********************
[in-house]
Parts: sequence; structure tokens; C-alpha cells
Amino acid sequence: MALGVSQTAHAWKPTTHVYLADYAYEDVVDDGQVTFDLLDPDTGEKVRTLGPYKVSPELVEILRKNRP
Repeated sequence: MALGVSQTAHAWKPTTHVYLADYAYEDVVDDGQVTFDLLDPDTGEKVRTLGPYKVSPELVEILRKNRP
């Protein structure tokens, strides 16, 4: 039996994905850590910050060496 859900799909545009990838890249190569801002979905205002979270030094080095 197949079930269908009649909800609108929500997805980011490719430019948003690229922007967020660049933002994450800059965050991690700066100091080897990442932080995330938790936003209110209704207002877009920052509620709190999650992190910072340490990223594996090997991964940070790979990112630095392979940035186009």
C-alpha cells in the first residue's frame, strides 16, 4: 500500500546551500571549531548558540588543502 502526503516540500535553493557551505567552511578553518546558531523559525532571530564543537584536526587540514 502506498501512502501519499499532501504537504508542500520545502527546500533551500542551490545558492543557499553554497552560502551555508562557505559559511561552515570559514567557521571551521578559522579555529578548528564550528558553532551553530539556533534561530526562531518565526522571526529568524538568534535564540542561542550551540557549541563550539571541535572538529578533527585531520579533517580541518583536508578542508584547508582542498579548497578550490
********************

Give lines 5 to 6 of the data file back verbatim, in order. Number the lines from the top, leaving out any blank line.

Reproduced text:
């Protein structure tokens, strides 16, 4: 039996994905850590910050060496 859900799909545009990838890249190569801002979905205002979270030094080095 197949079930269908009649909800609108929500997805980011490719430019948003690229922007967020660049933002994450800059965050991690700066100091080897990442932080995330938790936003209110209704207002877009920052509620709190999650992190910072340490990223594996090997991964940070790979990112630095392979940035186009």
C-alpha cells in the first residue's frame, strides 16, 4: 500500500546551500571549531548558540588543502 502526503516540500535553493557551505567552511578553518546558531523559525532571530564543537584536526587540514 502506498501512502501519499499532501504537504508542500520545502527546500533551500542551490545558492543557499553554497552560502551555508562557505559559511561552515570559514567557521571551521578559522579555529578548528564550528558553532551553530539556533534561530526562531518565526522571526529568524538568534535564540542561542550551540557549541563550539571541535572538529578533527585531520579533517580541518583536508578542508584547508582542498579548497578550490